George Benton Turner was born in Longview, Texas, on June 27, 1899. He attended Wentworth Military Academy in Lexington, Missouri, but left before earning a degree. He joined the US Marine Corps in 1918, but World War I ended before he shipped overseas. Upon his discharge, Turner took a position as a legal secretary in Los Angeles County, California. When World War II broke out, Turner, now in his early 40s, once again volunteered to fight for his country, this time enlisting in the US Army in October 1942.
Turner deployed to the European theater with Battery C of the 499th Armored Field Artillery Battalion, 14th Armored Division. The oldest Private in his unit, he was respected by peers and officers alike for his leadership ability. Officers encouraged Turner to seek a commission, but he refused, preferring to stay with his fellow soldiers at the front. True to his word, he remained a Private First Class through the war’s end.
On January 3, 1945, Turner found himself separated from his unit during an enemy attack in a French village. After joining up with a friendly infantry company, he turned his attention to the two German tanks and 75 soldiers advancing through the village. Under heavy fire, Turner used a rocket launcher to destroy one tank and disable the other, then killed or wounded many of the German troops with a machine gun. When two American tanks were disabled in the counterattack, Turner held off the enemy to allow the crews to escape; he was wounded while trying to rescue a man from one of the flaming tanks. Refusing to be evacuated, Turner continued to fight with the infantry unit, capturing an enemy position, driving a truckload of wounded men to safety, and successfully defending the French town.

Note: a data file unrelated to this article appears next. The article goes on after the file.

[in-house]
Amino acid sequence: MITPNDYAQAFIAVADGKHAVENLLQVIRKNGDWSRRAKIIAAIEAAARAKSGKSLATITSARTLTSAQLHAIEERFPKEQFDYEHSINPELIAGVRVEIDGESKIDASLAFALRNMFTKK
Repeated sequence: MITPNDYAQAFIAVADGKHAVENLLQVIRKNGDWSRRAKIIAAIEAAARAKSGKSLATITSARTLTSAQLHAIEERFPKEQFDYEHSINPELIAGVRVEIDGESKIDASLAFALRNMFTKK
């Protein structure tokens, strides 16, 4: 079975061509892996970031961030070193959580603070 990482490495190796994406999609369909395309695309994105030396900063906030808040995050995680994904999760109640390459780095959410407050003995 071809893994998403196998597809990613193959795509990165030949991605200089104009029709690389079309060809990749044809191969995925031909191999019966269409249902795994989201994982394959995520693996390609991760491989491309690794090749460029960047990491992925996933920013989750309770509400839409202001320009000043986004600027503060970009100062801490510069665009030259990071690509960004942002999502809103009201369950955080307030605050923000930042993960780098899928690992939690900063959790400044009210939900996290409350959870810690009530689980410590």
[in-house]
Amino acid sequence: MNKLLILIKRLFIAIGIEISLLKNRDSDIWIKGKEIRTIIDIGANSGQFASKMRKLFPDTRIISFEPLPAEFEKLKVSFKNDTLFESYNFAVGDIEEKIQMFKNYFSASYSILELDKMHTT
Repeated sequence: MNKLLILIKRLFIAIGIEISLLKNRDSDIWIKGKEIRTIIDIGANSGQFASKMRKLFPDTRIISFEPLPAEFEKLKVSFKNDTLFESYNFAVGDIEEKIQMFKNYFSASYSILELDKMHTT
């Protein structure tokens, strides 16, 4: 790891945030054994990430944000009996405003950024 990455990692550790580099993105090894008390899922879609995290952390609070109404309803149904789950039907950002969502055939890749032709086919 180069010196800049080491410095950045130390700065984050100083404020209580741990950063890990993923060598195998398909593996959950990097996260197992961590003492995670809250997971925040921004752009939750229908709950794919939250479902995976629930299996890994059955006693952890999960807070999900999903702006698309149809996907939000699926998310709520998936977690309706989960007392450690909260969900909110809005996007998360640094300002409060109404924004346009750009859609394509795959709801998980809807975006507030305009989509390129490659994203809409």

His actions that day earned him the Medal of Honor, awarded by President Harry S. Truman on August 23, 1945. Turner’s full citation reads:
At Philippsbourg, France, he was cut off from his artillery unit by an enemy armored infantry attack. Coming upon a friendly infantry company withdrawing under the vicious onslaught, he noticed two German tanks and approximately 75 supporting foot soldiers advancing down the main street of the village. Seizing a rocket launcher, he advanced under intense small-arms and cannon fire to meet the tanks and, standing in the middle of the road, fired at them, destroying one and disabling the second. From a nearby half-track he then dismounted a machine gun, placed it in the open street and fired into the enemy infantrymen, killing or wounding a great number and breaking up the attack. In the American counterattack which followed, two supporting tanks were disabled by an enemy antitank gun. Firing a light machine gun from the hip, Pfc. Turner held off the enemy so that the crews of the disabled vehicles could extricate themselves. He ran through a hail of fire to one of the tanks which had burst into flames and attempted to rescue a man who had been unable to escape; but an explosion of the tank's ammunition frustrated his effort and wounded him painfully. Refusing to be evacuated, he remained with the infantry until the following day, driving off an enemy patrol with serious casualties, assisting in capturing a hostile strongpoint, and voluntarily and fearlessly driving a truck through heavy enemy fire to deliver wounded men to the rear aid station. The great courage displayed by Pfc. Turner and his magnificently heroic initiative contributed materially to the defense of the French town and inspired the troops about him.
After the war, Turner lived with his wife in Encino, California, until his death on June 29, 1963. He is buried at Arlington National Cemetery in Virginia.